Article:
As we enter the 4th industrial revolution, each of us is challenged to make ourselves anew in a free market that demands… well, anything but coal mining.
Come one, come more than 25,000 people from 49 states to Virginia’s very first land-based casino – operating out of an abandoned mall in Bristol.
As for the gambling tax revenue – generated by the mothers who partake while their children are in school – all of it is destined to be divided among the 14 counties of southwest Virginia.
All hope casinos will jump-start their economy. The lure of risky money was resisted for decades until the General Assembly voted in 2020 to authorize a handful of cities in the state to get the ball rolling. Bristol took the first step, paving the way for a $400 million Hard Rock Casino and hotel, slated to open its doors in 2024.
Bristol, right now, seems somewhat unassuming as a place for high-rollers. With a poverty rate of 22 percent — more than double that of Virginia – the city’s median household income is about $39,700, compared to $76,400 statewide.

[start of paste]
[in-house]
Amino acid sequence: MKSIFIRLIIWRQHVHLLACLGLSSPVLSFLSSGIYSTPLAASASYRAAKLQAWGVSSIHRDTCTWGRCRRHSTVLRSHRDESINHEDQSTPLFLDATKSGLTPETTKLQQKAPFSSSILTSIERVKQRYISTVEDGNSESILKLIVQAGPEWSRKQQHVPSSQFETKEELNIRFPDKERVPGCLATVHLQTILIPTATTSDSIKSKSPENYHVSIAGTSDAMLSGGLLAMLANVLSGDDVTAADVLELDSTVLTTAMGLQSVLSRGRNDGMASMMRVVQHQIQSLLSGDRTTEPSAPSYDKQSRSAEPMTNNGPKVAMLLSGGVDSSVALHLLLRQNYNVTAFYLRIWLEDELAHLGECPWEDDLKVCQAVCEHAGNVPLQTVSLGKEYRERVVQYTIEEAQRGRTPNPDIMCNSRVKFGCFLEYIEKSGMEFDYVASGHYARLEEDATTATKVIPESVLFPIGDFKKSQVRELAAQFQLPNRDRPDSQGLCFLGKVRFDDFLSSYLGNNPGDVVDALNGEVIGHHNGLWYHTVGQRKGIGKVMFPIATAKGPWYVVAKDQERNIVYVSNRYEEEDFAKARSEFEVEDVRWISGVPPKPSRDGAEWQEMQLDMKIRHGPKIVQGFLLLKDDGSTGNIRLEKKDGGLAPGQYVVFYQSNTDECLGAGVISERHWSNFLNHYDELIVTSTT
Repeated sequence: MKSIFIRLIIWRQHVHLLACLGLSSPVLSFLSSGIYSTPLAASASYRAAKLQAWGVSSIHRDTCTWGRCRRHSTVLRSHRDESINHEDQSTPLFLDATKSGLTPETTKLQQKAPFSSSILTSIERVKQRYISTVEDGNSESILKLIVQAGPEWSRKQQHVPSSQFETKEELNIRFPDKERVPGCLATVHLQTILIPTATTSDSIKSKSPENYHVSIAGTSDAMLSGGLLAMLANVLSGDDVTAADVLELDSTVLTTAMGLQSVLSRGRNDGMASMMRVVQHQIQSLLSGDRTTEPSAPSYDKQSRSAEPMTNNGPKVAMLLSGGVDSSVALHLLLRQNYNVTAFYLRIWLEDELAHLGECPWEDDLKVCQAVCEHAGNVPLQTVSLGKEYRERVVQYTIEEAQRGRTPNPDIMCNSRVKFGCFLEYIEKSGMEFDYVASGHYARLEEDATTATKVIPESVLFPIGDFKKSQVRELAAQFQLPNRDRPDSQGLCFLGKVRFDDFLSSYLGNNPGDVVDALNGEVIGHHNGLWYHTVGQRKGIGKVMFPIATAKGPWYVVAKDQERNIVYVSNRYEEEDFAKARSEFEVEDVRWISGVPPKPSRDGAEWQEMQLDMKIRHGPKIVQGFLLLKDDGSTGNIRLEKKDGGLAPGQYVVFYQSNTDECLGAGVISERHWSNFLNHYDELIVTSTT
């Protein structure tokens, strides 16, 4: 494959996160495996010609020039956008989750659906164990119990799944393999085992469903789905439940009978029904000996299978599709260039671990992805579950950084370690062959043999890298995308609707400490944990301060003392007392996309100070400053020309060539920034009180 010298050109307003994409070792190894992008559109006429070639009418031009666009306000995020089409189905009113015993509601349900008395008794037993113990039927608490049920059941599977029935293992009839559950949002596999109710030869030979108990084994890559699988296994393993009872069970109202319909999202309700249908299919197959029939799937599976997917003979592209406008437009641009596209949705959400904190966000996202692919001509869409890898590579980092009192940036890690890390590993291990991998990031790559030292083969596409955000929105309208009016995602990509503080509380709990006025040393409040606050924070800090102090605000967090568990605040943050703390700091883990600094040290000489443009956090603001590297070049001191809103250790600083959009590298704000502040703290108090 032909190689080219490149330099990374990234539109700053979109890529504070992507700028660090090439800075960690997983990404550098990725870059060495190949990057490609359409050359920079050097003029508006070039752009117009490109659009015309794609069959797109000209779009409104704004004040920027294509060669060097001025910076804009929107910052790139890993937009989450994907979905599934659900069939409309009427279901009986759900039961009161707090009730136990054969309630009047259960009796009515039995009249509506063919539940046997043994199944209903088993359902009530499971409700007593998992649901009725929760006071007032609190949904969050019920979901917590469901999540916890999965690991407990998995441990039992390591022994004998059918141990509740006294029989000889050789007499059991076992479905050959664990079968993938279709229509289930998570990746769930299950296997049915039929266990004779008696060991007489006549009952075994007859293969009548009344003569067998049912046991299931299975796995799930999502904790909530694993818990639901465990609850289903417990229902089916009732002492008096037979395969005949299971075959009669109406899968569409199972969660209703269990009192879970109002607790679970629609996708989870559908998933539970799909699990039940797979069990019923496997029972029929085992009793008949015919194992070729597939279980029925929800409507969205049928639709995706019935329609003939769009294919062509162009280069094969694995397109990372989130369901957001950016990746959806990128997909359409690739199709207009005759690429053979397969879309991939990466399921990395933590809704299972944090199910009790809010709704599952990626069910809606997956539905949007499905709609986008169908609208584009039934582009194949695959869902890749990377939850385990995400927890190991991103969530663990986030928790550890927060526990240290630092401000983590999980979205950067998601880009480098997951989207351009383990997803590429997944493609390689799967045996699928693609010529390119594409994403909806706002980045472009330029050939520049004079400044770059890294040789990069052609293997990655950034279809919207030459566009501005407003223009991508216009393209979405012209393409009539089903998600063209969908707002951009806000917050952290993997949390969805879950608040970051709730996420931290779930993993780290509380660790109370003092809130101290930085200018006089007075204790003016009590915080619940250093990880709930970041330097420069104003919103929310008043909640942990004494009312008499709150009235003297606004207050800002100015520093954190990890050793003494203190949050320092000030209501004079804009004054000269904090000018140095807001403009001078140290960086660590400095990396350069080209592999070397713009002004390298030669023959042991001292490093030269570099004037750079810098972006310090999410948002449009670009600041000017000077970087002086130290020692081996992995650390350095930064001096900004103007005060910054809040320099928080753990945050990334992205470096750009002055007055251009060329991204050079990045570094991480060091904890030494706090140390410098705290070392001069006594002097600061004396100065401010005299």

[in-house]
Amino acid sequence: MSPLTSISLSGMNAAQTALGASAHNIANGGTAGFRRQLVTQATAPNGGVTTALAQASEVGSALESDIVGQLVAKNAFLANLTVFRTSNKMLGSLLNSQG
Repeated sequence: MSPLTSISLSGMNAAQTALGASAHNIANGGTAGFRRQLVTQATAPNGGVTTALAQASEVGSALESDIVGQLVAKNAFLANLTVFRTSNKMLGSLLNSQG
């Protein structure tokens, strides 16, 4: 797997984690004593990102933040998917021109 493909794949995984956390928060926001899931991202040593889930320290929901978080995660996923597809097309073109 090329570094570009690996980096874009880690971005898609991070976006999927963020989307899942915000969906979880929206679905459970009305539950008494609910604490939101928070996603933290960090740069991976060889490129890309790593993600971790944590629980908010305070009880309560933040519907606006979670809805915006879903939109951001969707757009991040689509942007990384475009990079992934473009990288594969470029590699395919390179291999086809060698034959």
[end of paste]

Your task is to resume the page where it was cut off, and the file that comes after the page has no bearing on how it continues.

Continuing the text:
Still, Bristol has been a well-known entertainment center since 1927, ever since the Carters came down from high up in the mountains to produce the first popular country music recordings there.
$400 million Hard Rock Casino and hotel is part of a high-stakes bet on the struggling regions of the state. The coal jobs that founded Southwest Virginia have all but disappeared, the population both aging and in decline. The region has one more shot at saving itself…
“You’re going to have a steady source of revenue coming in on an annual basis … It’s very much needed,” said Norton city manager, Fred L. Ramey Jr. “I think it will be a big deal for many of our communities down here.”
Unlike wagers on online casino games, only time will reveal the rewards of this bet.